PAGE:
Add to this checklist of The Gambia’s offerings to China are behaviours like its paralysis stopping the illegal timber shipments to China and elsewhere. The Gambia could benefit much more from its piles of seized timber by promoting industries making quality furniture for export rather than let others enjoy the timber profit potential.

Further down the list is Chinese business investments here, usually a ‘win’ for China but not much of a ‘win’ for The Gambia. These have led to The Gambia’s inability to solve the pollution problems caused by fishmeal factories and its damaging effect on beachside restaurants and guesthouses. Making matters worse are plans for even more fishmeal factories. Doing so will boost The Gambia’s modest US$30 million of exports (except timber) to China. The Gambia has increased the number of commercial fishing licences, details of which are nobody’s business, as is any accounting of the fines paid by those caught fishing illegally. Such policies have led to the scarcity of fish for food-insecure Gambians, inflating its price and putting the long term survival of the regions fish population at risk.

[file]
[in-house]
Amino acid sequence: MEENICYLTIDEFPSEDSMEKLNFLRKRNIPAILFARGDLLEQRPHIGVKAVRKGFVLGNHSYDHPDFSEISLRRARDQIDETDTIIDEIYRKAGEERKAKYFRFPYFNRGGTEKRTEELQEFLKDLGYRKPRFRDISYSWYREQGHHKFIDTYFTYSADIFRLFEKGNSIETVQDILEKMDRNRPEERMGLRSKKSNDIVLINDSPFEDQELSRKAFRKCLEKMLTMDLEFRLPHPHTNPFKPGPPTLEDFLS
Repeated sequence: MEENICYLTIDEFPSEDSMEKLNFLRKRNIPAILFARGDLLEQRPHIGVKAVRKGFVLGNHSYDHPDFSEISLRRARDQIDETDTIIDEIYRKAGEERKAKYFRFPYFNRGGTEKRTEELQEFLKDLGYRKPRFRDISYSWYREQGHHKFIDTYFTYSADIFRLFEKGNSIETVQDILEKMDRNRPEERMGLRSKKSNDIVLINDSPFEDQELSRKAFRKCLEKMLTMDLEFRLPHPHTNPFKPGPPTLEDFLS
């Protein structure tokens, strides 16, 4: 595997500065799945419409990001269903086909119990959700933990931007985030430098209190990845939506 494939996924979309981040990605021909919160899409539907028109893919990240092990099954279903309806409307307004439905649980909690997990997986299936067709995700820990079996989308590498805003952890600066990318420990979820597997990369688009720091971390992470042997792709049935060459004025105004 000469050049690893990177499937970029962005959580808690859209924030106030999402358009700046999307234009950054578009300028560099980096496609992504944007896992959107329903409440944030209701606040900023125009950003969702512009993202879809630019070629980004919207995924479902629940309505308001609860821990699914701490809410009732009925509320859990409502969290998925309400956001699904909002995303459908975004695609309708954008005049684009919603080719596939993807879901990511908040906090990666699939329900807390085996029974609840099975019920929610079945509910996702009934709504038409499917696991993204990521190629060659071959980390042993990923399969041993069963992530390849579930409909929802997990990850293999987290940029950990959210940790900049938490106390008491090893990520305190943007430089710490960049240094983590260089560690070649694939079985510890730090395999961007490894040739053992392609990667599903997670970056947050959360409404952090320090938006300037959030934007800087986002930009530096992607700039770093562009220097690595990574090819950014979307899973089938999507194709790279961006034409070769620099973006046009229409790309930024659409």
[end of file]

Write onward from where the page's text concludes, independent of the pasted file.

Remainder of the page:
True to the “non-interference” doctrine, China will not act to discourage The Gambia’s role in the illegal timber trade, nor the chain of corruption that lets China import the timber. This same doctrine ignores the environmental damage its ‘win-win’ investments are causing here. It would not do for Gambia to complain about the Chinese fishing trawler attacks on SeneGambian fishermen.